Braunston Turn

Braunston Turn

The construction of the two Horseley ironworks bridges at Braunston Junction came about when the Oxford Canal Company, realising that their northern section was far too circuitous to compete with other newer, more direct canal routes, straightened their line from Hawksbury to the abandoned village of Wolfhampcote near Braunston.

The new route was nearly 15 miles shorter than the old line and encompassed many changes, one being the moving of the junction between the Oxford Canal and the then named Grand Junction Canal, the original is now part of Braunston Marina some 600 yards south of the bridges.

This view is looking south from the Northern Oxford Canal with, what is now the Grand Union Canal passing under the Bridges to the right.

 

2 thoughts on “Braunston Turn

  1. Genius . . . is the capacity to see ten things where the ordinary man sees one–Ezra Pound.

    This picture reveals the timeless truth that photographic composition is something one is born with; It simply cannot be learnt.

    If inanimate structures were able to pose, if nature could be commanded to yield to the photographer’s vision, then this is the sort of image one might expect. Of all the scenes I have surveyed on your site, this is a real world classic, photography art par excellence.

    Whilst the inherent minimal nature of the bridges is easy to appreciate, you have managed to create a visual duality, whereby these twin structures exist in simultaneous dimensions, both as simple functional entities and as phantasmagorical creations. The ability to cater for the purist, who demands an honest representation of the landscape, as well as the artistic sentiments of the more refined critic, is a truly exceptional feat.

    A friend who has an interest in special effects suggested that the real attraction of this picture lies in its creative tension and delightful ambiguity. He speculated that the photographer had been caught in an existential dilemma that had hurled him into the outer reaches of his artistic galaxy. Albert Camus, he explained, had written in his celebrated novel ‘Nausea’ that, “man turns up, appears on the scene, and only afterwards defines himself”.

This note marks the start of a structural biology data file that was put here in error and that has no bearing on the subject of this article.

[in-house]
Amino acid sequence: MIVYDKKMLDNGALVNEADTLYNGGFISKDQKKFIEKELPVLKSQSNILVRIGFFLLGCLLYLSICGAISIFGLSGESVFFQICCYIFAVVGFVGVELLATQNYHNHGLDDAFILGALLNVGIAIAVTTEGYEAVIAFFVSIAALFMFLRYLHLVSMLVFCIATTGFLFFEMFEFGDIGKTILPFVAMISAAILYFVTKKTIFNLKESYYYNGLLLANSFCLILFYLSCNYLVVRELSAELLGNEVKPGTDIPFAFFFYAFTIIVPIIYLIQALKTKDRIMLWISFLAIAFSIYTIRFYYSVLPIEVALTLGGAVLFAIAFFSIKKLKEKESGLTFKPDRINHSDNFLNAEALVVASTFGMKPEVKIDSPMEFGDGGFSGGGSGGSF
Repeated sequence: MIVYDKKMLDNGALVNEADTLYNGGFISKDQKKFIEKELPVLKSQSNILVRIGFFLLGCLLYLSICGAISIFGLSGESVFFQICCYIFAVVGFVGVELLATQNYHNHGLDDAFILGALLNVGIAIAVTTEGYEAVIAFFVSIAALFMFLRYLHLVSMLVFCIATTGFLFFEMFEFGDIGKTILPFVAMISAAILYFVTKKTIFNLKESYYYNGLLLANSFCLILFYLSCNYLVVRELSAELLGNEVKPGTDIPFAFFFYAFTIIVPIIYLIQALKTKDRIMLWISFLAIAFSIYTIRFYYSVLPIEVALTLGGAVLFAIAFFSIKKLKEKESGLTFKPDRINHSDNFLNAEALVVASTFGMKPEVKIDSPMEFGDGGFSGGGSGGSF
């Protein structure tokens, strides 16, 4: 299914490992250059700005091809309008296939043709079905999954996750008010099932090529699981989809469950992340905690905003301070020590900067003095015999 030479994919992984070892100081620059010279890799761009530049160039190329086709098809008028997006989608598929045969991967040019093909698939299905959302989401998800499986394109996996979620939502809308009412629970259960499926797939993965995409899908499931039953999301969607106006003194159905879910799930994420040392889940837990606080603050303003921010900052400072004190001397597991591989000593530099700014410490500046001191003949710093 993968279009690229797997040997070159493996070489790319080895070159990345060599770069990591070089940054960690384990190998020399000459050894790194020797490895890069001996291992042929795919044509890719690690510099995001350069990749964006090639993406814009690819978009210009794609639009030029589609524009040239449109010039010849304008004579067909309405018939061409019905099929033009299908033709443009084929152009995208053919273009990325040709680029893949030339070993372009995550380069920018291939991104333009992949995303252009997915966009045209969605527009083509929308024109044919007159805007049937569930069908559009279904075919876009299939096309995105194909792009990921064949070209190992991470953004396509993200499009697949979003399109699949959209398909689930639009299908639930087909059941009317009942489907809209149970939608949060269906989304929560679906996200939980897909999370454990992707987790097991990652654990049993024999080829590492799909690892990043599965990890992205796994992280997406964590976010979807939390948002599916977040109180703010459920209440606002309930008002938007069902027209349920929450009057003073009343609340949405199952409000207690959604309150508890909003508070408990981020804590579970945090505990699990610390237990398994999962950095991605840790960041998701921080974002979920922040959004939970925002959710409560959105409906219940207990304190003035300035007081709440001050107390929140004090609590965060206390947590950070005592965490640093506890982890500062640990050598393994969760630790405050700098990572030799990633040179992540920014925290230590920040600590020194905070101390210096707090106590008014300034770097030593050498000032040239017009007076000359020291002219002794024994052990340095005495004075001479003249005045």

This picture, he believed, was a metaphor for Camus’ observation, in that the photographer has turned up, captured a scene, which had later come to define his very being. His closing remark was particularly revealing: “What we see here is an epiphany-the the transformation of a technically proficient photography enthusiast into a dream weaver and visual artist.” Given the impact of this particular portrait, it would be foolish to argue with such a contention. The surreal and natural look of this image is an absolute joy to behold!

    Birth of a genius? I was going to reserve judgement, but I won’t. A resounding yes, yes, yes!

  2. There is a fairytale quality to this picture; one could easily imagine a troll on either bridge, and I was reminded of two powerful stories; the children’s classic ‘Three Billy Goats Gruff’, and Terry Pratchetts ‘Troll Bridge’ fable, which is currently in production. Here we find the protagonist, Cohen the Barbarian, on a journey to Death Bridge for a fateful encounter with a hideous troll. I allowed my imagination to run wild, and it was easy to see Pratchett’s vision played out through your wonderfully evocative talent.

    There is an eerie finality in your composition, signalling that something awesome and deadly is about to happen. It’s as though the soft tones, tranquillity and overall clarity of the visual sculpture disguise an altogether different reality: the drama and sense of foreboding is really quite breathtaking.

    Directly above the middle section of the second bridge, the cloud formation lends itself to the appearance of a sinister face; coincidence no doubt, but it adds an extra dimension to the landscape… perhaps Fortuna, having spotted a great talent, had beseeched Mother Nature to contribute a little something to this remarkable composition.

    Another triumph from a brilliant photographer.

Leave a Reply

Your email address will not be published. Required fields are marked *